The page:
From the Road to Damascus

Acts 9:1-21 tells the story of the conversion of Saul (later known as Paul). Saul hated Christians and would stop at nothing to persecute them. He had them arrested and even stood watch over the stoning of Stephen (see Acts 8:1-3). Saul was on a passionate mission to destroy The Way, the name commonly given to the Christian movement. We know from scripture that after the death of Stephen the Jerusalem Christians scattered, most likely to Saul’s content. But his mission only increased the spread of the gospel. As Christians scattered, they took the gospel with them thus increasing it’s growth and spread throughout the world.

Saul was on his way to Damascus with papers giving him authority to arrest Christians. Why Damascus? It was a large commercial hub with trade routes that extended to Syria, Mesopotamia, Persia, Arabia, and other places. If Christianity caught on there, it would spread far and wide. Stopping it in Damascus would be a huge step towards snuffing it out altogether.

It was on this journey that Saul, whose name means asked of God, met his match. Scripture tells us that a light from heaven flashed around him and as Saul lay on the ground shaking in his sandals, Christ called out, “Saul, Saul, why do you persecute me?” Saul asked who it was and the voice said, “I am Jesus, whom you are persecuting.” Then he instructed Saul to get up, go into the city, and there he would be told what to do. Saul rose in utter darkness, struck blind. Now Saul, the great and powerful persecutor, had to be led by the hand like a helpless child into Damascus. Later Saul was called Paul. It is interesting to note here the meaning of Paul. It means little. At this point, I am sure that Paul was feeling small and insignificant in light of Jesus’ blinding light and power.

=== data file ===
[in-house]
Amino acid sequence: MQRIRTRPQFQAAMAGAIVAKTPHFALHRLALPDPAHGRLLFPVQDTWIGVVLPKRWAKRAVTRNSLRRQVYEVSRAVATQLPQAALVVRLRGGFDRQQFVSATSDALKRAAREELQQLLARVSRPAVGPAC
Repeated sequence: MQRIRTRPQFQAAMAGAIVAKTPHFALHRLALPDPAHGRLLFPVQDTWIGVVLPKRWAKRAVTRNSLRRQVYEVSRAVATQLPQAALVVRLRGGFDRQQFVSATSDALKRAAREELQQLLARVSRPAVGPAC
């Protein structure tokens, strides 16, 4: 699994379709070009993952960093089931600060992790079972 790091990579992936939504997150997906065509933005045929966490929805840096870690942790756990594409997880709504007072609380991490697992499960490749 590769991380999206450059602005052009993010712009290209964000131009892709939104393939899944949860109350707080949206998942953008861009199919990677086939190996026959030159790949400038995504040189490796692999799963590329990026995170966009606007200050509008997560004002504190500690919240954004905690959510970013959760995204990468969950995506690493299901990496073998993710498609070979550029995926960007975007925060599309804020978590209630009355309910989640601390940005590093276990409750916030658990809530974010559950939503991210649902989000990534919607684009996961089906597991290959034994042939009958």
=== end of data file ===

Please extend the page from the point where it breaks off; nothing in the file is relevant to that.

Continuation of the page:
During his three days of blindness, Paul spent time praying and communing with God. And in verse 12 of Acts chapter 9 we see that God even showed Paul a vision during this time. Paul did not eat or drink during his blindness. He was too busy being schooled by Christ. What lesson can we learn from this? When God stops you in your tracks, get on your knees before him. Seek his face and commune with your Savior. Allow him to teach you and give you a new vision for your future.

God sent Ananias to Paul. He told him that Paul was chosen to carry the gospel to the Gentiles. That’s you and me people! We are Gentiles! God didn’t reserve his gospel just for the Jews. He handpicked Paul to bring the message of hope and salvation to all who would believe. Because of Paul’s obedience, I heard the message and knelt at the front seat of a Sunday school bus to accept Christ as my savior! The message reached me, a Gentile!

God also told Ananias that Paul would suffer. Paul had imprisoned and persecuted Christians and the time was coming when he too would be imprisoned and persecuted. Paul had to reap what he had sown, but that reaping would bear fruit and bring glory to God. Just because we become a Christian, doesn’t mean we escape all of the consequences of our sins. Sometimes, like Paul, we will still reap what we have sown, but as a Christian we can lean on Romans 8:28, “And we know that in all things God works for the good of those who love him, who have been called according to his purpose.”

After three days of blindness, Ananias came to Paul and laid hands on him, and scales fell from Paul’s eyes. Not only did physical scales fall from his eyes, but spiritual ones did as well. Just as Christ was resurrected on the third day, Paul was resurrected as a new believer on the third day. What spiritual scales need to fall from our eyes? Where do we have blindness? Ask the Lord today, to remove the scales so that you can see clearly.

Paul immediately began his ministry, teaching and preaching Christ as Messiah. He had a radical life-change and was now preaching the same message that he once persecuted. He found himself sailing a ship with The Way painted across its bow. Now, you’re probably not out blatantly persecuting others, but are you quick to look down on certain types of people? Do you cast hasty, unfair, judgment on those around you? Do you gossip and talk about others behind their backs? Be careful whom you persecute. God just might put you in their boat!

 There are so many rich lessons to be learned from God’s word and we’ve gleaned a few powerful ones just from the story of one man’s conversion. I hope that you will be inspired to dig into God’s word and see what other lessons you can learn from the lives of those who came before us.


2 thoughts on “From the Road to Damascus

  1. Pingback: To Live Is Christ…Week 2 « The Phone Tree Bible Study Group

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